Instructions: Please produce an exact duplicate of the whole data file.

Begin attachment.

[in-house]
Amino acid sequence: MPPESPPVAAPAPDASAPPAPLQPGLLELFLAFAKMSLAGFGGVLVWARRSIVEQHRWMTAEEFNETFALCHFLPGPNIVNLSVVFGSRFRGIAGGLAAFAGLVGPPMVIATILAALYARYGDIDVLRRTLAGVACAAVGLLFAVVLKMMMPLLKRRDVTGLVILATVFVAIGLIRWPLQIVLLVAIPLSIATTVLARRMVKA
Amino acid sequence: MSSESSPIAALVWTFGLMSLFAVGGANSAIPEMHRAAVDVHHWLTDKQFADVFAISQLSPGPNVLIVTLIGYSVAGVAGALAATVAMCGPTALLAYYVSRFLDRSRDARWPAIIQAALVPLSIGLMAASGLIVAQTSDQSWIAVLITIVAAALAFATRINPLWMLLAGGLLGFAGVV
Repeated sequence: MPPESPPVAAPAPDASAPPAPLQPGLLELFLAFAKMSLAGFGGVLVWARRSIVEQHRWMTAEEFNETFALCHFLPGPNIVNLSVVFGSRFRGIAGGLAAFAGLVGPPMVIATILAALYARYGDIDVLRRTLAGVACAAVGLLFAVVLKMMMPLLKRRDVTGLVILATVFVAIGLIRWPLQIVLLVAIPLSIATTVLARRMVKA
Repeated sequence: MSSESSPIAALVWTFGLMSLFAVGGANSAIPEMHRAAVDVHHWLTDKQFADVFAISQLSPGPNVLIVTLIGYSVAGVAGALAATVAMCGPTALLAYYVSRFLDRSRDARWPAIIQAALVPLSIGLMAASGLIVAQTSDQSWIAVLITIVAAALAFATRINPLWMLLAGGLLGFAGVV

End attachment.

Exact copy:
[in-house]
Amino acid sequence: MPPESPPVAAPAPDASAPPAPLQPGLLELFLAFAKMSLAGFGGVLVWARRSIVEQHRWMTAEEFNETFALCHFLPGPNIVNLSVVFGSRFRGIAGGLAAFAGLVGPPMVIATILAALYARYGDIDVLRRTLAGVACAAVGLLFAVVLKMMMPLLKRRDVTGLVILATVFVAIGLIRWPLQIVLLVAIPLSIATTVLARRMVKA
Amino acid sequence: MSSESSPIAALVWTFGLMSLFAVGGANSAIPEMHRAAVDVHHWLTDKQFADVFAISQLSPGPNVLIVTLIGYSVAGVAGALAATVAMCGPTALLAYYVSRFLDRSRDARWPAIIQAALVPLSIGLMAASGLIVAQTSDQSWIAVLITIVAAALAFATRINPLWMLLAGGLLGFAGVV
Repeated sequence: MPPESPPVAAPAPDASAPPAPLQPGLLELFLAFAKMSLAGFGGVLVWARRSIVEQHRWMTAEEFNETFALCHFLPGPNIVNLSVVFGSRFRGIAGGLAAFAGLVGPPMVIATILAALYARYGDIDVLRRTLAGVACAAVGLLFAVVLKMMMPLLKRRDVTGLVILATVFVAIGLIRWPLQIVLLVAIPLSIATTVLARRMVKA
Repeated sequence: MSSESSPIAALVWTFGLMSLFAVGGANSAIPEMHRAAVDVHHWLTDKQFADVFAISQLSPGPNVLIVTLIGYSVAGVAGALAATVAMCGPTALLAYYVSRFLDRSRDARWPAIIQAALVPLSIGLMAASGLIVAQTSDQSWIAVLITIVAAALAFATRINPLWMLLAGGLLGFAGVV